Most & Least Expensive States in the Country for Home Insurance
“Buy land, they aren’t making it anymore,” said Mark Twain. There’s no doubt Twain was onto something, but these days any sensible person who invests in real estate no doubt considers the importance of buying insurance. But how much does it cost, and what are the underlying factors driving the market?
We gathered our numbers from insurance.com, a site that educates customers and develops direct relationships with carriers to help all customers shop real rates and get the right insurance for their current needs.
We colored each state according to the average cost of insurance. Dark red states are the most expensive, costing over $4,000/year, and dark blue states are the cheapest with under $1,300/year. Our map makes the geographic and weather-related factors underlying the cost of home insurance.
Let’s back up for a second and make sure we cover the basics. Home insurance covers both the structural value of a home and all the belongings inside it. Federally-backed mortgages require homeowners to buy insurance—if a fire comes along and burns down a house without insurance, the lender is left with no tangible asset. Many people also don’t realize that homeowners insurance is different from flood insurance and earthquake insurance. It’s a complex marketplace with a lot of different pricing factors.
With all that being said, severe weather directly affects home insurance costs. The least expensive state for home insurance is in the middle of the Pacific Ocean—it costs only $703 in Hawaii. Florida is at the opposite end of the spectrum, where it costs a whopping $6,892 to insure a home. Hurricanes are the obvious explanation for the discrepancy between both states. Hawaii almost never gets severe weather, and only a handful of hurricanes have hit the island in the last 70 years. Florida, on the other hand, endures more direct hits than any other state. The University of Miami’s mascot is—guess what—the Hurricanes.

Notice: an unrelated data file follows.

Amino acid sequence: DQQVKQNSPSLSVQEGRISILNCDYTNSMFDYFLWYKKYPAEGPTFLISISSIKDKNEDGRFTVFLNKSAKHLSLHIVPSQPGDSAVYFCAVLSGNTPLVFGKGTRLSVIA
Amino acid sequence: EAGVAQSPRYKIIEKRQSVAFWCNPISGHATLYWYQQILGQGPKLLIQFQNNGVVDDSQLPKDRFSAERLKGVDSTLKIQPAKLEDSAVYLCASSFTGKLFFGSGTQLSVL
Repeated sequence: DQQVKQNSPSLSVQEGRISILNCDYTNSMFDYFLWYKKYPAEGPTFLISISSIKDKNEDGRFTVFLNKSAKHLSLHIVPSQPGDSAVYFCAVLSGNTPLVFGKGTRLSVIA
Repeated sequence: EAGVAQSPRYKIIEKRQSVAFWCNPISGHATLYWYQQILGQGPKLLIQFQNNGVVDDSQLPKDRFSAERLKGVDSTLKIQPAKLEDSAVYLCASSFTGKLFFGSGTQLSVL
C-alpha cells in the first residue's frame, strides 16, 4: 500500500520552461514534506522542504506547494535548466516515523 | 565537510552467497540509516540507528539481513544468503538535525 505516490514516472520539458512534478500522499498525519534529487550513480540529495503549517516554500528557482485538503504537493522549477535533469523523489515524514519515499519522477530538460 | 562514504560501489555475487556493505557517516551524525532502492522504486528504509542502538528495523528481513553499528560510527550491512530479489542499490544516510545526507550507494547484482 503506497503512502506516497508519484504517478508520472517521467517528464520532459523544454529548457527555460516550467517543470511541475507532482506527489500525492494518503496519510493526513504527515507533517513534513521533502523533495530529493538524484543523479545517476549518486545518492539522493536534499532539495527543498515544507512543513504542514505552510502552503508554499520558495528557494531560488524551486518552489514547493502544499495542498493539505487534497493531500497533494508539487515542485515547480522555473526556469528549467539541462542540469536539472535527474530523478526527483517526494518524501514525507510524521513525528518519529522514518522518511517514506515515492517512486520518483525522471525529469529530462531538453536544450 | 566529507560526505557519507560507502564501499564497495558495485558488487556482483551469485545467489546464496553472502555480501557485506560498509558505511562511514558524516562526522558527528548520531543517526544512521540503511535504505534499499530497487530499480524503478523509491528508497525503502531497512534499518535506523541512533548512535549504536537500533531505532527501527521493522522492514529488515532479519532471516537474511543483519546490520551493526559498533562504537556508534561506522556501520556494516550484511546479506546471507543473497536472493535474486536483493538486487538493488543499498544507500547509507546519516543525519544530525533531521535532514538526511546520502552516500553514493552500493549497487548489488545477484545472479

Let’s take the difference between Hawaii and Florida to the logical conclusion. A homeowner in Florida would pay $6,189 more every year. Think about that cost for the typical 30-year loan: the average Floridian will drop over $185K more than someone in Hawaii just on insurance. According to Zillow, that’s almost how much it costs to buy a home in the first place.
It isn’t surprising that states bordering the Gulf of Mexico have the highest home insurance costs in the nation. Louisiana is the second most expensive at $6,115, and Alabama is the third-priciest at $4,532. Both states suffered massive devastation in recent memory due to hurricanes. The band of dark red states around the Gulf stand in stark contrast with the dark blue states in the Northwest, where widespread severe weather almost never happens. Things are also comparatively cheap across the Upper Midwest and the Northeast.
Top 10 Most Affordable States for Home Insurance
1. Hawaii: $703
2. Vermont: $1,033
3. Utah: $1,105
4. Idaho: $1,106
5. Oregon: $1,137
6. Washington: $1,155
7. Nevada: $1,204
8. New Hampshire: $1,243
9. Maine: $1,276
10. Delaware: $1,306
To put it simply, our big takeaway from mapping home insurance costs is that rates get cheaper further away from the Gulf of Mexico. Homeowners can pay significantly more for insurance, all depending on where they live. Today, Mark Twain might say, “Buy land, but not in Florida.”
Data: Table 1.1